14 Jun 2009, 1:10pm
Federal forest policy Saving Forests
by admin
7 comments

Ninth Court Rules Against Wackos, Approves Thinning in Kootenai NF

Note: Sorry for the delay in posting this. We have been too busy this Spring but are trying to catch up.

On April 17 the Ninth Circuit Federal Court of Appeals upheld a lower court ruling (by Donald W. Molloy, US District Judge for the Montana District) that allowed the Kootenai National Forest to proceed with nine planned forest health thinnings.

The thinning projects were challenged by the WildWest Institute and The Ecology Center. The plaintiffs made a number of specious and defective claims that were summarily rejected by a three-judge panel made up of justices Thomas M. Reavley,Richard C. Tallman and Milan D. Smith, Jr. The decision is [here].

The Bristow Area Restoration Project, Fortine Project, West Troy Project, Pipestone Timber Sale and Restoration Project, Lower Big Creek Project, South McSwede Timber Sale and Restoration Project, Alder Creek Project, Cow Creek Project, and McSutten Project may now proceed.

Raul Grijalva Is Clueless

We have been discussing employee job dissatisfaction in the US Forest Service for the last two posts. Now Congress has chimed in, with predictable stupidity.

The Washington Post reports today that the House Subcommittee on National Parks, Forests and Public Lands held a hearing regarding USFS employee morale. The comments made by Congressoafs, especially those by Rep. Raúl M. Grijalva (D-Tucson), are so outlandish as to deserve special attention.

Struggling to Boost Forest Service Morale

By Joe Davidson, The Washington Post, June 10, 2023 [here]

When cowboys and school kids sing “Home, home on the range. . . . Where seldom is heard a discouraging word,” they probably aren’t thinking about employees of the U.S. Forest Service.

But on the nearly 200 million acres of forests and grasslands the service manages, there are plenty of discouraging words to be heard. The grumbling is so bad that the agency’s low morale was the focus of a recent congressional hearing.

Prison guards “enjoy their jobs more than park rangers,” Rep. Raúl M. Grijalva (D-Ariz.) said during a hearing of the House subcommittee on national parks, forests and public lands. “We want to find out why.”

Raúl, you dunderhead, the US Forest Service does not employ park rangers. People with that job description work for the National Park Service. The NPS does not have a morale problem. In the Office of Personnel Management survey NPS ranked 61 out of 216 in job satisfaction. That’s in the upper third in their class (Agency Subcomponents).

The US Forest Service manages the National Forests. They aren’t parks. They don’t have park rangers. Get with the program, Raúl!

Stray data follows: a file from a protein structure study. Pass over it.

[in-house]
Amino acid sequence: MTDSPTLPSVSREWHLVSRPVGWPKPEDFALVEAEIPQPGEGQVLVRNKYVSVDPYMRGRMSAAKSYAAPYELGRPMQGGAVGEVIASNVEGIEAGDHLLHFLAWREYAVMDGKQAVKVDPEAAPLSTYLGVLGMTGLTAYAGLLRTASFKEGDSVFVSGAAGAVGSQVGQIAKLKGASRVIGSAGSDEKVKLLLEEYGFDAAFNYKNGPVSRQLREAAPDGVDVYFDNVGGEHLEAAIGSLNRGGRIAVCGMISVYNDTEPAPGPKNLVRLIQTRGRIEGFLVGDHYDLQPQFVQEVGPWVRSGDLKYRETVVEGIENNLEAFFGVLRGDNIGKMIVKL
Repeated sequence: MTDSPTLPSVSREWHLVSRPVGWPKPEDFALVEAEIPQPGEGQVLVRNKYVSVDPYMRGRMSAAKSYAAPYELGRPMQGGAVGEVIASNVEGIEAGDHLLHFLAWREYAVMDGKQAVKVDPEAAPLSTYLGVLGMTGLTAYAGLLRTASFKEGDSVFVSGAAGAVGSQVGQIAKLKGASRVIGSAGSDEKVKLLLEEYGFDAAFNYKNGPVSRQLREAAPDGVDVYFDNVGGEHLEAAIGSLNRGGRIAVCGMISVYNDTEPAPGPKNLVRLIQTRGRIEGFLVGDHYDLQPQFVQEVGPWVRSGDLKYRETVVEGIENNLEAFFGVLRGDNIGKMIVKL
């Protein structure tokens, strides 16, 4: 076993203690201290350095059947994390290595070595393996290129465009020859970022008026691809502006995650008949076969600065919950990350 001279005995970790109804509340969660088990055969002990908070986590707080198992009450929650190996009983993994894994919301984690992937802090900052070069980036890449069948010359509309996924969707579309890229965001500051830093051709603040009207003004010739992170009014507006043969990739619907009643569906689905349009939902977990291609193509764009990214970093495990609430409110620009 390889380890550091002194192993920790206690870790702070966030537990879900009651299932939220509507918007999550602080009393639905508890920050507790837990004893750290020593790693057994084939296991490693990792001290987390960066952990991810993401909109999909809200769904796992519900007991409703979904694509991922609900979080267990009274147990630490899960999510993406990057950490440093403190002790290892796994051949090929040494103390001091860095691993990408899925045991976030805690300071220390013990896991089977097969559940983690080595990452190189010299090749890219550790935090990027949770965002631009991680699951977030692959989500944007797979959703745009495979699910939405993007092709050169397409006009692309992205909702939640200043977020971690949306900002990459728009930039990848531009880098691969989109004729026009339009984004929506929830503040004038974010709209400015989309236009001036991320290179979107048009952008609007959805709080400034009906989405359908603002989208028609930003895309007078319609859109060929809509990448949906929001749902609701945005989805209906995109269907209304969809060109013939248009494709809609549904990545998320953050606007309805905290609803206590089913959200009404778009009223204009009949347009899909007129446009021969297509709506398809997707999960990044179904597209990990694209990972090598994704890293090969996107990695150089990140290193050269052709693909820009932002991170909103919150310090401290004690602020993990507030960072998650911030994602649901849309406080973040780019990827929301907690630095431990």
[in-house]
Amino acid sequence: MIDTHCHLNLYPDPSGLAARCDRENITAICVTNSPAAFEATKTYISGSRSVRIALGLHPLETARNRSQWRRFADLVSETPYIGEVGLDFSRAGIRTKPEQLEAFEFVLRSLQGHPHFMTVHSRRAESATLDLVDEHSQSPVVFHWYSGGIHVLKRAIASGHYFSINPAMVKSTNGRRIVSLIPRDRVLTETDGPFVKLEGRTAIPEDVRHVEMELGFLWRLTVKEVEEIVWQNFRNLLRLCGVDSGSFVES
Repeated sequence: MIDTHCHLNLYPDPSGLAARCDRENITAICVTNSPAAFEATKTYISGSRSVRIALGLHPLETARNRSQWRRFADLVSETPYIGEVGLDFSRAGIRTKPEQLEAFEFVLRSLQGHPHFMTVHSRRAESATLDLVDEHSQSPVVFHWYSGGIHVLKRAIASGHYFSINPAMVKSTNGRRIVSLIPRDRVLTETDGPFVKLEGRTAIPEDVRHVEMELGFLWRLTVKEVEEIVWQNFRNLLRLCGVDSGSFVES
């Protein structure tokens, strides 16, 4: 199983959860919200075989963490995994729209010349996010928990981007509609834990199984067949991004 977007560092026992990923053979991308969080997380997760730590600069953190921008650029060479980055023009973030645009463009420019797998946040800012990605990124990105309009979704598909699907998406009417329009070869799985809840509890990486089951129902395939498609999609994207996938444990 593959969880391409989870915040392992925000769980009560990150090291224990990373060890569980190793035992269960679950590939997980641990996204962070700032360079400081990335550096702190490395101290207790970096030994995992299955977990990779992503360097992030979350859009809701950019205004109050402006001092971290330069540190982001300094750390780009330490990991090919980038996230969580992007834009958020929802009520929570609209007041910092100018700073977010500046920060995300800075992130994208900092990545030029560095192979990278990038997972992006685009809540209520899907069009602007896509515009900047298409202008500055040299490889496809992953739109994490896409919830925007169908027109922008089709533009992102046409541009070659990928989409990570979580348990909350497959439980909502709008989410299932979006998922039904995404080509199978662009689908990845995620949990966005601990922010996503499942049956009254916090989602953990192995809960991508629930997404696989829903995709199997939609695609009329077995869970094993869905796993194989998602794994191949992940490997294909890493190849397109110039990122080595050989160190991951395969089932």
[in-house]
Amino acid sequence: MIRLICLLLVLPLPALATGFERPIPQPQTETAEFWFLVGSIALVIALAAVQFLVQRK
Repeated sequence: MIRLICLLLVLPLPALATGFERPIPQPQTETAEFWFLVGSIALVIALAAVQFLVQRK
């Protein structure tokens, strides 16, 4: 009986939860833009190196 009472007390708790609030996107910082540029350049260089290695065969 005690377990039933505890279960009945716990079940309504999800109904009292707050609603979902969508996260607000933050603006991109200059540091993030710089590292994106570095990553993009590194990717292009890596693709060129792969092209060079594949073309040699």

More from the WaPost:

While trying to figure that out, Grijalva wants to put more staffers into the national forests, parks and other public lands through legislation the House Natural Resources Committee will consider today. His Public Land Service Corps Act would train public land managers to fix trails, clean campgrounds, control erosion and restore marine systems along the oceans and Great Lakes.

So Raúl would fix the morale problem at the US Forest Service by building more trails. Professional land managers are to be trained how to pick up shovels and do stoop labor, and that will fix their attitudes. As if!

Here’s a pic of the Congressoaf from Tucson:

Yep. you guessed it. He’s a global warming alarmist who wishes to cripple the American economy in service to Al Gore’s hoax. There is no global warming, the globe has been cooling since 1998 (despite increasing CO2), nothing that Raúl proposes will alter global temperatures one iota, but he wants to bomb us back to the Stone Age anyway.

Raúl has a freaking problem: he’s clueless about damn near everything.

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Exploring USFS Employee Dissatisfaction

In the previous post we noted that the US Forest Service ranked close to last among federal agencies in employee job satisfaction, according to the annual survey administered by the Office of Personnel Management.

Why might that be? What is it that is so awful about working for the USFS?

Many if not most people would assume that USFS employees get to work out-of-doors, in gorgeous settings, in the bosom of Mother Nature, with respectable pay and benefits, and so should be quite happy, or at least relatively happy compared to other federal employees.